Protect The Ones Who Cannot Protect Themselves
National Infant Immunization Week is April 18 - April 25, 2015


Protect The Ones Who Cannot Protect Themselves
Recommended immunization schedule for young children.

Source: Centers for Disease Control and Prevention (CDC) * Two doses given at least four weeks apart are recommended for children aged 6 months through 8 years of age who are getting a flu vaccine for the first time and for some other children in this age group. Two doses of HepA vaccine are needed for lasting protection. The first dose of HepA vaccine should be given between 12 months and 23 months of age. The second dose should be given 6 to 18 months later. HepA vaccination may be given to any child 12 months and older to protect against HepA. Children and adolescents, who did not receive the HepA vaccine and are at high-risk, should be vaccinated against HepA.


National Infant Immunization Week (NIIW) is April 18 April 25, 2015, and North Georgia Health District 1-2 of the Georgia Department of Public Health (DPH) urges residents to protect infants from vaccine-preventable diseases. We can all help by ensuring our little ones and everyone around them, are vaccinated and up-to-date on their immunization schedules.

"Vaccines are crucial to protecting children before they are exposed to potentially life-threatening diseases," said Sheila Lovett, Interim Director of the Georgia Immunization Program. "Immunization is a shared responsibility and we as parents, family, friends and health care providers can help keep our children and our communities protected by staying current on our immunization schedule. We urge parents to speak with their pediatrician or health care provider at every visit to make sure their infant is up-to-date on vaccinations."

According to the most recent data available through the Centers for Disease Control and Prevention (CDC) National Immunization Survey, Georgia immunization rates for Tdap were below the national average, ranking them 39th compared to other states. Similar to national trends, the number of pertussis cases in Georgia increased in 2014 with 396 pertussis cases reported to DPH compared to the 269 cases reported in 2013. Of those 396 pertussis cases reported in 2014, 99 (26.8%) were infants < 12 months of age.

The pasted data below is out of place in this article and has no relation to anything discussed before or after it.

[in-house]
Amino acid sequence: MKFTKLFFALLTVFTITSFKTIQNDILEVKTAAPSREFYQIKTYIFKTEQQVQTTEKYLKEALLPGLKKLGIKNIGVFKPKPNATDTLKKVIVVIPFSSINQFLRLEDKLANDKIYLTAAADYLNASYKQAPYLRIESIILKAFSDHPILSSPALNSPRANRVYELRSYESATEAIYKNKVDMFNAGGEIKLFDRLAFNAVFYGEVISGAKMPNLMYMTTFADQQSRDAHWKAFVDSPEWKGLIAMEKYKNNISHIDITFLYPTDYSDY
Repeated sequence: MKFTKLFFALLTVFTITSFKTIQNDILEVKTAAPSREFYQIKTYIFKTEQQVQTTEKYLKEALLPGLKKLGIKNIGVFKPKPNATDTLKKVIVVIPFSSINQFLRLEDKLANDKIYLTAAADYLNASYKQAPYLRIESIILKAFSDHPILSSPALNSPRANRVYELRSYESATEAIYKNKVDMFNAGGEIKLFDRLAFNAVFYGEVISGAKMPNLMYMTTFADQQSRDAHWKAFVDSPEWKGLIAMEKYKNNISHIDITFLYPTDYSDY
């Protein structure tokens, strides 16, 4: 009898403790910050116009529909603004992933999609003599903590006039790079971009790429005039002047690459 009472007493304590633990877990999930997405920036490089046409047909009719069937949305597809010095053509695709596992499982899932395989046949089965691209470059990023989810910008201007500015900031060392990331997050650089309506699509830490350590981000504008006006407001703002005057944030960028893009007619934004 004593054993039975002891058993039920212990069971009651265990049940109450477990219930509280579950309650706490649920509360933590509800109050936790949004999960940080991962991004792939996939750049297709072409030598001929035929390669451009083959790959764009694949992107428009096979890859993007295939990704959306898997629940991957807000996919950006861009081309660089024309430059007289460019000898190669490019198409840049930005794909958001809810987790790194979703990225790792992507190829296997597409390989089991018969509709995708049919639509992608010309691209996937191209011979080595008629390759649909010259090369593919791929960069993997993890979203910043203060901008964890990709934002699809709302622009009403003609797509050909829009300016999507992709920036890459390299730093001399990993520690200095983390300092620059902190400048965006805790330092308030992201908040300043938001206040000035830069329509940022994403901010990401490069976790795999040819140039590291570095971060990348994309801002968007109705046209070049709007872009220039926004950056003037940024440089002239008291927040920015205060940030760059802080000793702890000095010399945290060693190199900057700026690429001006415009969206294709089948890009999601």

NIIW is a call to action for parents, caregivers and health care providers to ensure that infants are fully vaccinated against 14 vaccine-preventable diseases.

According to the CDC, the United States currently has the safest, most effective vaccine supply in its history. Scientists, doctors and health care professionals give vaccines to children only after long, thorough and careful review. The disease-prevention benefits of getting vaccines are much greater than the possible side effects for most children. Vaccination is the best way to protect others you care about from vaccine-preventable diseases.

North Georgia Health District 1-2 of the Georgia Department of Public Health (DPH) encourages everyone in observance of National Infant Immunization Week to protect the little ones who cannot yet protect themselves: contact your local public health department or pediatrician to ensure your infant is up-to-date on vaccinations.

Immunization events at health departments within the North Georgia Health District include a Luau theme April 20 24 at the Gilmer County Health Department at 28 Southside Church Street in Ellijay. Goody bags will be given to all children who come in for vaccinations. Call (706) 635-4363 for more information.

Also, the Cherokee County Health Department will hold a Back-to-School Health Clinic on April 28 from 2 p.m. to 6 p.m. at both health department locations in the county. Those addresses are 1219 Univeter Road in Canton and 7545 North Main Street in Woodstock. For more information, call (770) 345-7371 in Canton or (770)928-0133 in Woodstock.

For more information on vaccinations, visit